Encryption of Data in-flight using SSL / TLS: This allows your data to be encrypted between your producers and Kafka, and also with your consumers and Kafka. This is a very common pattern that everyone has used when connecting to the web. However, keep in mund that, although Kafka brokers are CPU-friendly, TLS might introduce some overhead. And Kafka clients need more CPU if they are using encryption, but this does not impact the brokers.

Authentication Using SSL or SASL: This allows its producers and consumers to authenticate themselves to their Kafka cluster, which verifies their identitiy - it's also a secure way to allow your customers to expose an identity.

Authorization using ACLs: Once their clients are authenticated, their Kafka agents can run them on access control lists (ACLs) to determine whether or not a particular client would be authorized to write or read a topic.

5. Operator

The operator is a method of packaging, deploying, and managing a Kubernetes application. There are many operators in the market for Kafka. One of the most known one is Strimzi. This operator makes it easy to spin up the Kafka cluster in a minute. Using a Strimzi operator, you almost don't need any configuration for spinning up the cluster. It also adds a feature for point to point TLS encryption.

Confluent has also announced a Kubernetes operator for Kafka. It can be deployed almost any major cloud service provider.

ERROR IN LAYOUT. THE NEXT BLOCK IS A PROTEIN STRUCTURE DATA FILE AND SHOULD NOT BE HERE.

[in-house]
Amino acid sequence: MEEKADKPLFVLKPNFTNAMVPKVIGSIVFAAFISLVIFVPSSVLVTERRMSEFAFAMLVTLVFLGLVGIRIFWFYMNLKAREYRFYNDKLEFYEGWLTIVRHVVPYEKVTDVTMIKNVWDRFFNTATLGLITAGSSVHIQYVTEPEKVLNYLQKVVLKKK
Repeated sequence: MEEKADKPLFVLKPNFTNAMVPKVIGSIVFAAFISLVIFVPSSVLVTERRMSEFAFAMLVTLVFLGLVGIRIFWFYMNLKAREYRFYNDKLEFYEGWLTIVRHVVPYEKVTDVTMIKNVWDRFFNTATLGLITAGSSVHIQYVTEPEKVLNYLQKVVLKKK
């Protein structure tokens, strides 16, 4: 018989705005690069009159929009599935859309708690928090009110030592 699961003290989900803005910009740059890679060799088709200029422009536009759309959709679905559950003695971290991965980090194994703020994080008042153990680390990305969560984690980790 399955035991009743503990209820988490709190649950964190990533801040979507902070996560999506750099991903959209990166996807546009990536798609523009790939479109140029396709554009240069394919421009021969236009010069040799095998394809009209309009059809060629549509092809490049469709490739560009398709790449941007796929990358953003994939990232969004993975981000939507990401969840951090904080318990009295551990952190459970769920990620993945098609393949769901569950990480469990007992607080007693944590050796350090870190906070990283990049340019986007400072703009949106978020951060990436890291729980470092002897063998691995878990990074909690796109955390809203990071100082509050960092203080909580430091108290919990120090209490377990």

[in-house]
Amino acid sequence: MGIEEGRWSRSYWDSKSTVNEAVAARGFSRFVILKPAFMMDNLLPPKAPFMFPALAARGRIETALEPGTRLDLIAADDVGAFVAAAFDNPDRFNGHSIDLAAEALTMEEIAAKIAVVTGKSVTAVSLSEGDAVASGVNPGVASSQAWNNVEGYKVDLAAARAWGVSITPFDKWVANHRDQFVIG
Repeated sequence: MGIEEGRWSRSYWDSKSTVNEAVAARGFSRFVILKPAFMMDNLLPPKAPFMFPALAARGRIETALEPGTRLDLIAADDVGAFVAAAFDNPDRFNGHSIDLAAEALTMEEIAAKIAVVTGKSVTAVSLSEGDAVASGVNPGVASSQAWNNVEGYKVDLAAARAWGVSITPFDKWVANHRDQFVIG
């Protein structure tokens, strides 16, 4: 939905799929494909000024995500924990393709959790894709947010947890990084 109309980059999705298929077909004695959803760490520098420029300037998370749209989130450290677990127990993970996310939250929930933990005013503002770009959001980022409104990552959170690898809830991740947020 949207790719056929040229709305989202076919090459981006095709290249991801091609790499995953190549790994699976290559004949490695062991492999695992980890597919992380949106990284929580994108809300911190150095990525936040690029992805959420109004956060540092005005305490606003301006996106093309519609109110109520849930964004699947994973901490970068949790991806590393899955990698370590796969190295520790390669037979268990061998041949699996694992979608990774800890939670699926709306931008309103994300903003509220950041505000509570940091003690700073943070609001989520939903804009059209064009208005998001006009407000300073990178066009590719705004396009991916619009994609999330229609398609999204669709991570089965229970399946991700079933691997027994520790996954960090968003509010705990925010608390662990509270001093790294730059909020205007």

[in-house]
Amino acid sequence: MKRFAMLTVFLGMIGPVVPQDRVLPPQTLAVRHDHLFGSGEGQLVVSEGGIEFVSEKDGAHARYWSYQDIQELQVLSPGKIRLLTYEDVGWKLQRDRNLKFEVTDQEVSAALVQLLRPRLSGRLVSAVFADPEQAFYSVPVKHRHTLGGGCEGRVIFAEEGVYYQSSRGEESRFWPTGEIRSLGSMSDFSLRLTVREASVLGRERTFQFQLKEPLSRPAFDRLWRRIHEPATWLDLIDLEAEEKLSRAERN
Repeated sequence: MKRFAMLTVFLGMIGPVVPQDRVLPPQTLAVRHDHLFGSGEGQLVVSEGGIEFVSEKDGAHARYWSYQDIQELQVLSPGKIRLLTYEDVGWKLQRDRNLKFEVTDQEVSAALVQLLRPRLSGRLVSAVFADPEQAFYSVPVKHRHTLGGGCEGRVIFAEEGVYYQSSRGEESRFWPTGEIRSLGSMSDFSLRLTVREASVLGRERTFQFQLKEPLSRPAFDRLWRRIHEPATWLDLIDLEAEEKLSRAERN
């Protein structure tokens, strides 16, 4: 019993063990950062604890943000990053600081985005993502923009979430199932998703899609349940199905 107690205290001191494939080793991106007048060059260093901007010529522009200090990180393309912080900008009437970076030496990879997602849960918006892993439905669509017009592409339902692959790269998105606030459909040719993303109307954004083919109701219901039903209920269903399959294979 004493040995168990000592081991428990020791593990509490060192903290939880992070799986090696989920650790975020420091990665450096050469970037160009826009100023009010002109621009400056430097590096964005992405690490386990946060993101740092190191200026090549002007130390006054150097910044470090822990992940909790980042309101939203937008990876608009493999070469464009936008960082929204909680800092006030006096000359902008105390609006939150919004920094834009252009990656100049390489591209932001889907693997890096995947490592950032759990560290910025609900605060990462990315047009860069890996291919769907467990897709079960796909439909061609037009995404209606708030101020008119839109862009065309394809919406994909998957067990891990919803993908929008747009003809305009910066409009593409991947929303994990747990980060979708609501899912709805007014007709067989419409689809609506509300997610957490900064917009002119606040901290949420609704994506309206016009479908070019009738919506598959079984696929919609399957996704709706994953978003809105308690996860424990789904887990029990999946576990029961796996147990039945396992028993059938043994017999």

6. Monitoring

Monitoring is a way to handle errors or management of clusters easily. Prometheus can collect metrics from all Java, Kafka, Zookeeper processes with JMX export as a built-in. Strimzi also has a Grafana dashboard for Kafka to visualize key metrics and supplement those metrics with resource usage and performance, as well as stability indicators. This way you get Kafka monitoring basic for free.

7. Health Check

Kubernetes uses liveness and readiness probes to find out if Pods are healthy or not. If the liveness prone fails, Kubernetes will kill the container and automatically restarts it. If the restart policy is configured accordingly. If the readiness probe fails, Kubernetes will remove the Pod from the serving requests. This means that manual intervention is no longer needed in such cases.

8. Logging

Logging is what makes it easier to debug an issue. All containers in your Kafka installation will log to stdout and stderr and aggregate all logs in a central logging infrastructure, such as ElasticSearch.

9. Memory

Kafka brokers are memory-eaters. The JVM heap can be usually limited to 4-5 GB, but you also need enough memory system because Kafka makes heavy use of the page cache. In Kubernetes, set the container resource limits and requests accordingly.

10. Performance

Running peformance tests to benchmark your Kafka installation is very important. It gives you insights about possible bottlenecks before you run into trouble. Luckily, Kafka already ships with two performance test tools: kafka-producer-perf-test.sh and kafka-consumer-perf-test.sh. Use them intensively. For reference you can see the results from this blog by Jaj Kreps, or this reviewhttps://medium.com/@stephane.maarek/an-honest-review-of-aws-managed-apache-kafka-amazon-msk-94b1ff9459d8 of AWS MSK by Stéphane Maarek

11. Rolling Updates

StatefulSets support automated updates: The RollingUpdate strategy will update each Kafka Pod one at a time. With this you can reach zero-downtime.

Conclusion

For small to medium sized Kafka clusters, Kubernetes provides flexibility and (relative) simplicity for operations. Since Kubernetes is becoming more and more dominant, it will not be surprising to see that it will become the defacto platform for Kafka also.